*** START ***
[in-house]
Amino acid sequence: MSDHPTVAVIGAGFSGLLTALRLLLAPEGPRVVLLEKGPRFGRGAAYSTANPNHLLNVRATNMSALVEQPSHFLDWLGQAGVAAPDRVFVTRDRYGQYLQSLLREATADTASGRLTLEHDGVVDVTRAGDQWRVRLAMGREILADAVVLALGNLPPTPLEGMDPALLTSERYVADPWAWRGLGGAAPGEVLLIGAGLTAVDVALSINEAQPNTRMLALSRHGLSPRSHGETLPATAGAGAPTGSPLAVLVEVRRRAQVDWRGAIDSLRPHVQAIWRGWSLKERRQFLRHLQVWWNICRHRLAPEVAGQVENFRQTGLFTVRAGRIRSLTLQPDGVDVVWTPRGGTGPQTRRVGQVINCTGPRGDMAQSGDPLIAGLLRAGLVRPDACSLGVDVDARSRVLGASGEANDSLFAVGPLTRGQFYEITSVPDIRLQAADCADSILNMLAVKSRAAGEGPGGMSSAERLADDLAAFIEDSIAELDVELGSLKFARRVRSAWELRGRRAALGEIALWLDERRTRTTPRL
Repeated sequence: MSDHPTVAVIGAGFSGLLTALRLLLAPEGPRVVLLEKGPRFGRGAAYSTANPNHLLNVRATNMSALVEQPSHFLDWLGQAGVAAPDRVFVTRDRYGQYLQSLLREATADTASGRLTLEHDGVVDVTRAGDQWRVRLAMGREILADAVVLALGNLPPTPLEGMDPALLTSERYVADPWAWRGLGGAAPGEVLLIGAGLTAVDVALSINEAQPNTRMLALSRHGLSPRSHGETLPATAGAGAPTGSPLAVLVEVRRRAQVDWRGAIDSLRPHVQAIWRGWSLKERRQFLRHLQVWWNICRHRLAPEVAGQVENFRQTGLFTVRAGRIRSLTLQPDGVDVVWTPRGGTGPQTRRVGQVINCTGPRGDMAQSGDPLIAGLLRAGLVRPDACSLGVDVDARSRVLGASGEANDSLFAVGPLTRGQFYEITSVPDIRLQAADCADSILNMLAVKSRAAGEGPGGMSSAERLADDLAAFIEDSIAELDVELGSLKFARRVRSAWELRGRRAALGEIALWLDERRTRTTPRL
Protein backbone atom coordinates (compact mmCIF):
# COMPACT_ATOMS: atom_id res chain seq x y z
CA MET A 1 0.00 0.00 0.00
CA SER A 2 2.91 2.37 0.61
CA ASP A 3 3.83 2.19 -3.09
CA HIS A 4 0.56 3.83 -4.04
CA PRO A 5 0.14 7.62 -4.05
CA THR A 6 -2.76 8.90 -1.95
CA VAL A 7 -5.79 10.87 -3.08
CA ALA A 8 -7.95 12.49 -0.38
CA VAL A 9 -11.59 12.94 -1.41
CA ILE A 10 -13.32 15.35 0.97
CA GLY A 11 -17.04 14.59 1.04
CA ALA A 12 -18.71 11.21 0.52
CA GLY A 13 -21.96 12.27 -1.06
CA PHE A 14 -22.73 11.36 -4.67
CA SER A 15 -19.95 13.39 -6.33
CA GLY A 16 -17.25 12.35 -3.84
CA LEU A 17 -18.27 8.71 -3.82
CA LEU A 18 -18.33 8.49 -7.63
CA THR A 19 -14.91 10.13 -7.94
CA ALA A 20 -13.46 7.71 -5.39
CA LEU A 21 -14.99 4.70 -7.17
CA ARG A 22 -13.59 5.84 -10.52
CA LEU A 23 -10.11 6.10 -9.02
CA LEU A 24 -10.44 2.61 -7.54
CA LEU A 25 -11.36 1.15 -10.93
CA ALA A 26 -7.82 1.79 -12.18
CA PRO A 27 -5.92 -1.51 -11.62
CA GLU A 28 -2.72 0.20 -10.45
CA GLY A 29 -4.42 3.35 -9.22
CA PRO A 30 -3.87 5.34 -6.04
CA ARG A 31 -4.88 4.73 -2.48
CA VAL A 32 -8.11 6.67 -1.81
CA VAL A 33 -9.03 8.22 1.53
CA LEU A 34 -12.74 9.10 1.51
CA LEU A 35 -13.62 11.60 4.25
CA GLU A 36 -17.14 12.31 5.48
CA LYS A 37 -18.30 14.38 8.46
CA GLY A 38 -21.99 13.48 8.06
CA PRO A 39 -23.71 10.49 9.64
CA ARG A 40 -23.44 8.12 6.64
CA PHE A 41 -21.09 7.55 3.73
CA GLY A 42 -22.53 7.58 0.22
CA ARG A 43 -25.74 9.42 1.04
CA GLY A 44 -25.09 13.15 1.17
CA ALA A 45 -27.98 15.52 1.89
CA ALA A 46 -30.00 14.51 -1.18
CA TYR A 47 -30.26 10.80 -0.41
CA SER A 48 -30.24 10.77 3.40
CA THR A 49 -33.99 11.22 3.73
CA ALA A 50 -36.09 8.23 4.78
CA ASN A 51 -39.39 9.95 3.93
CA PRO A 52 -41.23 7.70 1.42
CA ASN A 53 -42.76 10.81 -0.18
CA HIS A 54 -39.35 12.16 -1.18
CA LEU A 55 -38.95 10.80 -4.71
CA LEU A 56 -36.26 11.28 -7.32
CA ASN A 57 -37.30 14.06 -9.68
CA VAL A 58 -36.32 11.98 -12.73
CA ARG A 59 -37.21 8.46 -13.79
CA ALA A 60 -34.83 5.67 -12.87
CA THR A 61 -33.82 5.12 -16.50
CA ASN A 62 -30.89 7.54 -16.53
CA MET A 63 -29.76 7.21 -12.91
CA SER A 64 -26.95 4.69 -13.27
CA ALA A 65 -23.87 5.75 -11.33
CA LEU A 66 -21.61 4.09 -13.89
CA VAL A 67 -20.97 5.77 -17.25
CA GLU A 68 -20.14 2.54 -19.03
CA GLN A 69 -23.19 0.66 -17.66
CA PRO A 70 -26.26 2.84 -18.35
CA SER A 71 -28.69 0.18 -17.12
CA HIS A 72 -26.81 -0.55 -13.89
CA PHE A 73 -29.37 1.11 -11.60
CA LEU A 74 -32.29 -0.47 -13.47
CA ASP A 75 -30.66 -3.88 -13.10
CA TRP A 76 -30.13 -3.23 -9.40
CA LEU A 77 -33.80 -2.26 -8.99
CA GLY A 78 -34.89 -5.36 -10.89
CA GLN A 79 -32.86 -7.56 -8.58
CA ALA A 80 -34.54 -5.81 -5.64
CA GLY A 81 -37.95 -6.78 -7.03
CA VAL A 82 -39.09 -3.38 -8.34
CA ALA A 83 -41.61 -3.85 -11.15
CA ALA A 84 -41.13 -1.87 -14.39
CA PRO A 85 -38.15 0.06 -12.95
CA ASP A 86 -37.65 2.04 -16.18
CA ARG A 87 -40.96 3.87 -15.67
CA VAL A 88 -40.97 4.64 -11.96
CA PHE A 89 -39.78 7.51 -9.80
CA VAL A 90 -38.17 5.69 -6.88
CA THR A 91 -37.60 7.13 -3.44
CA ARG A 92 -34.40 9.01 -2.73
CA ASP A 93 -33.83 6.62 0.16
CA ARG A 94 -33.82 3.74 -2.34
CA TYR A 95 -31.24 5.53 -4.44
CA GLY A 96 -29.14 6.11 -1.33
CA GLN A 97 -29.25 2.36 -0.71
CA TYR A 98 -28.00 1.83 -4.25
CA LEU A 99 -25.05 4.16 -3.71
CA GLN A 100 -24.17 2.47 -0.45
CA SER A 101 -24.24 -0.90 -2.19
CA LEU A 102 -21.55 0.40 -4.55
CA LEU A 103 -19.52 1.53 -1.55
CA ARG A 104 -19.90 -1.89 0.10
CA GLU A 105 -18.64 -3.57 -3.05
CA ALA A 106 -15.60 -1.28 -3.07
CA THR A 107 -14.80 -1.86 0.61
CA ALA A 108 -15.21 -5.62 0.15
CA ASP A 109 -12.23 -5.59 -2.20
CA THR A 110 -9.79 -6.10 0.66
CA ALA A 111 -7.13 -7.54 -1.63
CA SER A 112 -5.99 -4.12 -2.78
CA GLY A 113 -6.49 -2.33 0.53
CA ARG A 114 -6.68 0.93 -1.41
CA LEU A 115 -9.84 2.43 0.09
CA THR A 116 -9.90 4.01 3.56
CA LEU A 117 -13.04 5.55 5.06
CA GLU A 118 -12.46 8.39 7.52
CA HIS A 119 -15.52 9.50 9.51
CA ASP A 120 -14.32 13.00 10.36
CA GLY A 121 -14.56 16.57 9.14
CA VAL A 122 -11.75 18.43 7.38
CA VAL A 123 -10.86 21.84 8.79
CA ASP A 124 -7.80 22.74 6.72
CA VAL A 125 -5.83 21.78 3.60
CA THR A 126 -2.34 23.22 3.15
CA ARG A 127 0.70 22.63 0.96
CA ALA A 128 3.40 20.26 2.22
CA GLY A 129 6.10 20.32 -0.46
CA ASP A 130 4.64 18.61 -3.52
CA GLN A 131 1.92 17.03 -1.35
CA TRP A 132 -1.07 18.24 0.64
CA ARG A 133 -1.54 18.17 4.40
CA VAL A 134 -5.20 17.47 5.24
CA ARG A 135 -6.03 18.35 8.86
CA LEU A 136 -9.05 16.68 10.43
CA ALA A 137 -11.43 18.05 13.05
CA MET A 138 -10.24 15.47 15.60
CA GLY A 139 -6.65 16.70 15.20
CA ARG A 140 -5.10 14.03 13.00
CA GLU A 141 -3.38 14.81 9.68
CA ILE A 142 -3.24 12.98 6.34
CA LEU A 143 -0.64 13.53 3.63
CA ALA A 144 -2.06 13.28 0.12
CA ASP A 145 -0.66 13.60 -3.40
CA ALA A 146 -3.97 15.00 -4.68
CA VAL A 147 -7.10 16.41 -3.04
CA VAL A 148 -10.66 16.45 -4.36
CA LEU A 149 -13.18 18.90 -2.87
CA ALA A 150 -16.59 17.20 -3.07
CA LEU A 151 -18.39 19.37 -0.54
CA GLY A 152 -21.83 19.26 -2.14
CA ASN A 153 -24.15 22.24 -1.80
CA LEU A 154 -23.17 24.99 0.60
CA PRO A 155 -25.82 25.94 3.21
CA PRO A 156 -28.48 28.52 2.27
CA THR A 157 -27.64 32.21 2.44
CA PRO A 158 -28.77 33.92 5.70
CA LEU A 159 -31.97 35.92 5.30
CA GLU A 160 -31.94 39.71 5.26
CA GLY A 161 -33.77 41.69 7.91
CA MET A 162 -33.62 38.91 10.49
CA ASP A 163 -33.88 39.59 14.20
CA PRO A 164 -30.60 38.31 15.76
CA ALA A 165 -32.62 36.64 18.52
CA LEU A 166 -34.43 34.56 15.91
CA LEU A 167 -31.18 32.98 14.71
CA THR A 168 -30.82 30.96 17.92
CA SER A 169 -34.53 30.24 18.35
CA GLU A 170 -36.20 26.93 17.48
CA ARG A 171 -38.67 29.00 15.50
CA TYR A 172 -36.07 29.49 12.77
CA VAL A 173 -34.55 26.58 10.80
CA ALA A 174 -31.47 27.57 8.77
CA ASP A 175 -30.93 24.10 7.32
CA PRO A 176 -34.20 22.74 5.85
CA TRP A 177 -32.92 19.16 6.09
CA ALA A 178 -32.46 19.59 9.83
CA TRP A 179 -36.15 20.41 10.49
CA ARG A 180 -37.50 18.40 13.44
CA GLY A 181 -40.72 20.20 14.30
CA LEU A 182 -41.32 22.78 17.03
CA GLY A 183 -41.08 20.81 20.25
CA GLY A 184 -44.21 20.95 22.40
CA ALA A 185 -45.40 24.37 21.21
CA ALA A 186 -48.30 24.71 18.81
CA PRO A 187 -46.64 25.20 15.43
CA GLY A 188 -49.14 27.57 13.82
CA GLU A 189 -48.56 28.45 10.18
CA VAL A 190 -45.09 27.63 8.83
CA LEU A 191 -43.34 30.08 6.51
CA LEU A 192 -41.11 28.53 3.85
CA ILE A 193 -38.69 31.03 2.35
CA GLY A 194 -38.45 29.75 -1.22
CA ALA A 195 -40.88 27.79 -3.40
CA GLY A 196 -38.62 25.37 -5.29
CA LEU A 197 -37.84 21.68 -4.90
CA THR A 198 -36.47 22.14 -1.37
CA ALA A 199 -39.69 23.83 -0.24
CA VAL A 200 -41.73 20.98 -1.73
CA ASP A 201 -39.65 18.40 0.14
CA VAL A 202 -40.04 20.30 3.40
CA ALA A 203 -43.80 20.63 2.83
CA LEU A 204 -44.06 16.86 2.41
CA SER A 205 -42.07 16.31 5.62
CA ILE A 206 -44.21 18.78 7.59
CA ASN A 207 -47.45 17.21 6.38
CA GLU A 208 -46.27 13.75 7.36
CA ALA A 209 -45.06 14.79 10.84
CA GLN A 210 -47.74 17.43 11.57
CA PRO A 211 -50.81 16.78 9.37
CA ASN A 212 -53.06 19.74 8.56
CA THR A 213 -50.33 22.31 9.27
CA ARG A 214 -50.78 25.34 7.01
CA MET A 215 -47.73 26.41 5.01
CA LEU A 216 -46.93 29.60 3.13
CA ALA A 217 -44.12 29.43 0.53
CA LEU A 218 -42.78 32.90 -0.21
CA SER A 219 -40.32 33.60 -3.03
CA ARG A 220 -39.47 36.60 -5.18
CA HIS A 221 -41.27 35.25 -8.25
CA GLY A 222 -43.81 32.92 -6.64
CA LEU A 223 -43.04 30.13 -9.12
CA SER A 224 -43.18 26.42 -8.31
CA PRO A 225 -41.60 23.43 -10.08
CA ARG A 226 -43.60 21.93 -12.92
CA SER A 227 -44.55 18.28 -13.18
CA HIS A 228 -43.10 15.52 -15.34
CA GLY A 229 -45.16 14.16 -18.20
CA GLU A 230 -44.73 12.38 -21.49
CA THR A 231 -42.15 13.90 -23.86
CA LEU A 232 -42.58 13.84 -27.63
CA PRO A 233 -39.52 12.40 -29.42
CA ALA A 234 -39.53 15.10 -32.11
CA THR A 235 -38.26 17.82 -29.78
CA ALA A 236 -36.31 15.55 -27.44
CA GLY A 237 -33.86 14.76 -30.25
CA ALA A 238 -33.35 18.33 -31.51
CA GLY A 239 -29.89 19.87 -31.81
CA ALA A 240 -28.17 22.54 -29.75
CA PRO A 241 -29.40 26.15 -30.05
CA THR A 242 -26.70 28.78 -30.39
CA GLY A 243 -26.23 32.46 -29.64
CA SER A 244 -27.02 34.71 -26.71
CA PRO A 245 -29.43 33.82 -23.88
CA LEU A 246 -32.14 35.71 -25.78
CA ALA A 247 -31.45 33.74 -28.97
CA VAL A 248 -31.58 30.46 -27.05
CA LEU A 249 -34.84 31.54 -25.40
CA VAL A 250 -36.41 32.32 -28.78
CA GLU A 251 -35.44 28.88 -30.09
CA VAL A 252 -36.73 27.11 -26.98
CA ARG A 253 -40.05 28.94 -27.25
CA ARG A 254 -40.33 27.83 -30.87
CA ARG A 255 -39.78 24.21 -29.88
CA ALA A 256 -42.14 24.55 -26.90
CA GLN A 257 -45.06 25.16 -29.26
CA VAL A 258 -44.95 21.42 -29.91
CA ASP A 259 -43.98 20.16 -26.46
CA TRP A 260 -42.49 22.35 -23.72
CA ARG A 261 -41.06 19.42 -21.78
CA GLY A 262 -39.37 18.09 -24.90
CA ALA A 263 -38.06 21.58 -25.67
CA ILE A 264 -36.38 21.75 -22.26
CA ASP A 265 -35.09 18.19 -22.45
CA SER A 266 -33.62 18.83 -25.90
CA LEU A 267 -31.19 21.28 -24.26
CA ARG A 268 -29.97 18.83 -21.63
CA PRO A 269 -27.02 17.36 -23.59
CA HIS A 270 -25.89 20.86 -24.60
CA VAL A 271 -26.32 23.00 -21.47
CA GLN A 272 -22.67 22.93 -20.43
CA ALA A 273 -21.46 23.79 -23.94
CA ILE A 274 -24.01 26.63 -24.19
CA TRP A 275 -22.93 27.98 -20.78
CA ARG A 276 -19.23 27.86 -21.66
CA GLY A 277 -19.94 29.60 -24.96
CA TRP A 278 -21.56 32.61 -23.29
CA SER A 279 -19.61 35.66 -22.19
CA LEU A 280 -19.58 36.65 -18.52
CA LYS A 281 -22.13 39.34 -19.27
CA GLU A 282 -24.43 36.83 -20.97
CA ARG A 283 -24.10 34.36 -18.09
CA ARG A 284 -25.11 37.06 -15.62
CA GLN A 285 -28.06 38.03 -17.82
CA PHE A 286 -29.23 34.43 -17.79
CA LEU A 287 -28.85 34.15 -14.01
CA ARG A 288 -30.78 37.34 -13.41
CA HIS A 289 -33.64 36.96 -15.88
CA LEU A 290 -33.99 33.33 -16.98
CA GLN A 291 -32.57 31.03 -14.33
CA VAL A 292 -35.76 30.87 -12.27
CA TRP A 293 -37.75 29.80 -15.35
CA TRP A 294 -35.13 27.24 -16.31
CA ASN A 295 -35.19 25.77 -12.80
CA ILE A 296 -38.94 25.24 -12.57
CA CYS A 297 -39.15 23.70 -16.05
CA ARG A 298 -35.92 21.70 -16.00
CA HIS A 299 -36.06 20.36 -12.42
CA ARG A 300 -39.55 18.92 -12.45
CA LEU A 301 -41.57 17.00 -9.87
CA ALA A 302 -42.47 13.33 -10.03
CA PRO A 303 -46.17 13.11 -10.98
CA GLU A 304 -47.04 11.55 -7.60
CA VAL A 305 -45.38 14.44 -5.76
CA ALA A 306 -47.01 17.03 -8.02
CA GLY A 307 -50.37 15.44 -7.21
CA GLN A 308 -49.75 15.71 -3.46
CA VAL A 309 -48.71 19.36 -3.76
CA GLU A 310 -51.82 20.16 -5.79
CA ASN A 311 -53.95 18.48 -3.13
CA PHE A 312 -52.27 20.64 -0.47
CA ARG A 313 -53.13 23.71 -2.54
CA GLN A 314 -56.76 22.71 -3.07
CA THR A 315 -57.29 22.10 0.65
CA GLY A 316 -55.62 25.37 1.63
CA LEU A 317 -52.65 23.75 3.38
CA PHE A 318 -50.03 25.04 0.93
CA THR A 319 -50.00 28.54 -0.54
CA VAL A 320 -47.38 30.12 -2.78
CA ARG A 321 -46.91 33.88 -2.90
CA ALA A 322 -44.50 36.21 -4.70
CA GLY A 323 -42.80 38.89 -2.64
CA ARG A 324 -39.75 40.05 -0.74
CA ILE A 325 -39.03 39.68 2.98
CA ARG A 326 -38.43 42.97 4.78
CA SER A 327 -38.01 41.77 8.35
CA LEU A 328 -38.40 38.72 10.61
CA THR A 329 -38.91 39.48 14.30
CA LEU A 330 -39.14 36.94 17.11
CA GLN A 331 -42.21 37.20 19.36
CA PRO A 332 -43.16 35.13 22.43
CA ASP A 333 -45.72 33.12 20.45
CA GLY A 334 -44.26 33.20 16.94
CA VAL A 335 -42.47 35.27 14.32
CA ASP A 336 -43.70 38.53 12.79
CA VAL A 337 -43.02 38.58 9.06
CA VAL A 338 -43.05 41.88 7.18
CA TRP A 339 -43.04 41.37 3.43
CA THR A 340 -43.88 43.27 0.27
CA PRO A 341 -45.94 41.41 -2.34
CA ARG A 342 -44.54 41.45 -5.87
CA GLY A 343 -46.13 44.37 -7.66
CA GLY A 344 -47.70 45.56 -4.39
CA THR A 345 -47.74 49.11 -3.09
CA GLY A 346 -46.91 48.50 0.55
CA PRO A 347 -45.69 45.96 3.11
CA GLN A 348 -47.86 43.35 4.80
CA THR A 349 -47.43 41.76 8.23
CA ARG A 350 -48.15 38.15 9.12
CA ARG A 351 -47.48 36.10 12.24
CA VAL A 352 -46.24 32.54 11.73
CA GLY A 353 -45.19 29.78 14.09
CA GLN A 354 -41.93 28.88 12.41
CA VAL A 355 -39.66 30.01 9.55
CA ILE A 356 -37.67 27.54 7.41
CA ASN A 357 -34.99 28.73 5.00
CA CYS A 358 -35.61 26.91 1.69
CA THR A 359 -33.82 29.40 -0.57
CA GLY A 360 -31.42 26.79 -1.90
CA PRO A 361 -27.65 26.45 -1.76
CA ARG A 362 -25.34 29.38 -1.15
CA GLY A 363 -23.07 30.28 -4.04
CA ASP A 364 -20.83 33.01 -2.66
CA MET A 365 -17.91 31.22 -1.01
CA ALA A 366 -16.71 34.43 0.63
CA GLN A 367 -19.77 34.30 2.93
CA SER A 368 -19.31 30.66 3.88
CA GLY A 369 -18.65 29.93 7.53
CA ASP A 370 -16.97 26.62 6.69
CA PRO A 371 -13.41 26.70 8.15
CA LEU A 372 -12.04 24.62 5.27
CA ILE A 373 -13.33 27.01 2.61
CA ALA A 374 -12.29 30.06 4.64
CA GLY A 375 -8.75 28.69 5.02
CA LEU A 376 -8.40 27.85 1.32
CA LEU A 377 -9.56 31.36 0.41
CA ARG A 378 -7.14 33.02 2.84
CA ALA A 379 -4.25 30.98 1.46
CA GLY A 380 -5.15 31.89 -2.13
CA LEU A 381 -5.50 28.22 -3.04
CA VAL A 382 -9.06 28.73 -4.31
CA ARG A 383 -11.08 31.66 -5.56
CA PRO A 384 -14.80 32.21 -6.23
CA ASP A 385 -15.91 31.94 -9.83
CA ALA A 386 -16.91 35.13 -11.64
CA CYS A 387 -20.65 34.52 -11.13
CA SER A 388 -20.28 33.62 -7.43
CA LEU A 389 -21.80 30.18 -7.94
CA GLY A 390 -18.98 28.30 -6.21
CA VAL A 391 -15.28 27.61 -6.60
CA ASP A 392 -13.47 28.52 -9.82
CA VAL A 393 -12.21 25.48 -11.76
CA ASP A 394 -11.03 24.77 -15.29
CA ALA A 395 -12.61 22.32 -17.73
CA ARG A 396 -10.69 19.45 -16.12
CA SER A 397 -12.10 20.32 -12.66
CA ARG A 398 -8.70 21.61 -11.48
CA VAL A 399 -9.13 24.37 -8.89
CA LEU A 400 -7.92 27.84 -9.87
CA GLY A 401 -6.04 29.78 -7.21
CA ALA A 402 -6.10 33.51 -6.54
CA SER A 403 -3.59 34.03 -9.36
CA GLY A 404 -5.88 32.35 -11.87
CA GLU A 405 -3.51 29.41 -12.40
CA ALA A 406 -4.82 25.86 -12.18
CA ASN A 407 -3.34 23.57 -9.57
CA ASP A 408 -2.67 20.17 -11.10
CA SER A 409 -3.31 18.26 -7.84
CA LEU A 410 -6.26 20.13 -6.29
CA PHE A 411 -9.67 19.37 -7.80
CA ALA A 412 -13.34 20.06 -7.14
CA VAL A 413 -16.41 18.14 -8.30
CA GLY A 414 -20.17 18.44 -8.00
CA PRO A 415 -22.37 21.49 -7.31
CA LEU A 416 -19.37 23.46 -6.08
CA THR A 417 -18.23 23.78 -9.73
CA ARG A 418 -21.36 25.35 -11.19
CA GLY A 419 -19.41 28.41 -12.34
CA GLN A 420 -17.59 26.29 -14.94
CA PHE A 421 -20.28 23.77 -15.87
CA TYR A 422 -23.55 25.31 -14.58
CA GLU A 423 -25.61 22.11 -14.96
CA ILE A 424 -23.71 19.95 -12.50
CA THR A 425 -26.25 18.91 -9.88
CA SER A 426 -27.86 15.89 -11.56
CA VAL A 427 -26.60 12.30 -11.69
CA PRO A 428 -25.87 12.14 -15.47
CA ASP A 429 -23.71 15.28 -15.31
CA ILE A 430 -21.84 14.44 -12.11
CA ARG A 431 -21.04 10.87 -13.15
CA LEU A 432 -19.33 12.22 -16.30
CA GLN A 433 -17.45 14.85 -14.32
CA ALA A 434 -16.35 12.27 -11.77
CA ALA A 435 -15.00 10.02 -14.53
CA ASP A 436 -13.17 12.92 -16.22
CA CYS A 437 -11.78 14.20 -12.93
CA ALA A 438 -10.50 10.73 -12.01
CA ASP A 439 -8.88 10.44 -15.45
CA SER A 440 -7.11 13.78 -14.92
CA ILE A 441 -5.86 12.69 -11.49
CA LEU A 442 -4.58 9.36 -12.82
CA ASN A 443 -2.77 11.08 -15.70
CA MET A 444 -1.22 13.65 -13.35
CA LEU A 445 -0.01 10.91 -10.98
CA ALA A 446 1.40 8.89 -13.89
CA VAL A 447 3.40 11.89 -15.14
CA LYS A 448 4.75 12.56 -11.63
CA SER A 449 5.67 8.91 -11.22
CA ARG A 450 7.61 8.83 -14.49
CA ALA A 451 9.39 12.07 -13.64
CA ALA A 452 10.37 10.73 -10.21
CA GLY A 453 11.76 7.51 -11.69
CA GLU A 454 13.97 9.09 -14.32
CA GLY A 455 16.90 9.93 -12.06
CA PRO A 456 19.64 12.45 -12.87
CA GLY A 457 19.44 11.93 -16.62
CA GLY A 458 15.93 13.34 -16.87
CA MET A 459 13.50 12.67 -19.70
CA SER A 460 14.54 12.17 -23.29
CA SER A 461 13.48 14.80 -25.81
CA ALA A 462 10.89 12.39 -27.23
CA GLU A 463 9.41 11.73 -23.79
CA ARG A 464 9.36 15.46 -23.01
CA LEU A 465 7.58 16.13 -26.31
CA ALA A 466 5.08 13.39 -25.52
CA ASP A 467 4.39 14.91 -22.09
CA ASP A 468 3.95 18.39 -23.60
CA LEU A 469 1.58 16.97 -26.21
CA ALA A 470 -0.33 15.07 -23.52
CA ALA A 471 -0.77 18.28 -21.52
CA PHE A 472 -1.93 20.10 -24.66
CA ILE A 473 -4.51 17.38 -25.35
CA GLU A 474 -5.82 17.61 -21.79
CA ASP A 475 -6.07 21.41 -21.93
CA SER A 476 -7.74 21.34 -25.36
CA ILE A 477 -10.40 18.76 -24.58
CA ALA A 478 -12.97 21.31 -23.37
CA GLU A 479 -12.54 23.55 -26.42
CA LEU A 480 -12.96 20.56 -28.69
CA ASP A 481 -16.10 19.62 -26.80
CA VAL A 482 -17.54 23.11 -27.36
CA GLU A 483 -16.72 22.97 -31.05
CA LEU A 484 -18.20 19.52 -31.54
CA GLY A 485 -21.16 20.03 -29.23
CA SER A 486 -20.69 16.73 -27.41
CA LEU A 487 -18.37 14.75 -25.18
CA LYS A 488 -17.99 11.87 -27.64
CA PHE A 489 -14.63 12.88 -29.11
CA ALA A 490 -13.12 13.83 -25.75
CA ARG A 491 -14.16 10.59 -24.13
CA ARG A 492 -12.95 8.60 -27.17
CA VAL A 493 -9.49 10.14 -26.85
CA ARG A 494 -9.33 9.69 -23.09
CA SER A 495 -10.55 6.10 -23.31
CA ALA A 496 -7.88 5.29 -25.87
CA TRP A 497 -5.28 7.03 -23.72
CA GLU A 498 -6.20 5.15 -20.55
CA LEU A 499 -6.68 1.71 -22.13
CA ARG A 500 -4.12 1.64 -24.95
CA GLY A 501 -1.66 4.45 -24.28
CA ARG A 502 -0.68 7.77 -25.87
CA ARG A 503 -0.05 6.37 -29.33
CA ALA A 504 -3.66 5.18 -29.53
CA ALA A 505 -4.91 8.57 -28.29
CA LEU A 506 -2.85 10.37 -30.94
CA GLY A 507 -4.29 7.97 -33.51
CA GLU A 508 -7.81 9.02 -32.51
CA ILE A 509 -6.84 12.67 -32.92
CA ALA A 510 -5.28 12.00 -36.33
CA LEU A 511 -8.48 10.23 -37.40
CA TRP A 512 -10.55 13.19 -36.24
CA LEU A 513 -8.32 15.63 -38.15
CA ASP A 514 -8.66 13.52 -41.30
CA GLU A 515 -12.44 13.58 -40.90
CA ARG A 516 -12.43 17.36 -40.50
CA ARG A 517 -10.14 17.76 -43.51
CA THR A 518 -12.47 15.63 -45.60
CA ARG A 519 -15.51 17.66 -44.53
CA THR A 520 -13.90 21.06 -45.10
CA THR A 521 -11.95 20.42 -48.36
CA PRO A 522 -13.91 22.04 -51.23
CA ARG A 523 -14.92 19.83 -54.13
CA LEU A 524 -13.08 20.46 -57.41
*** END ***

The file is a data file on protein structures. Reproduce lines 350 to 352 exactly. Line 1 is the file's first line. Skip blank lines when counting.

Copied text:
CA THR A 345 -47.74 49.11 -3.09
CA GLY A 346 -46.91 48.50 0.55
CA PRO A 347 -45.69 45.96 3.11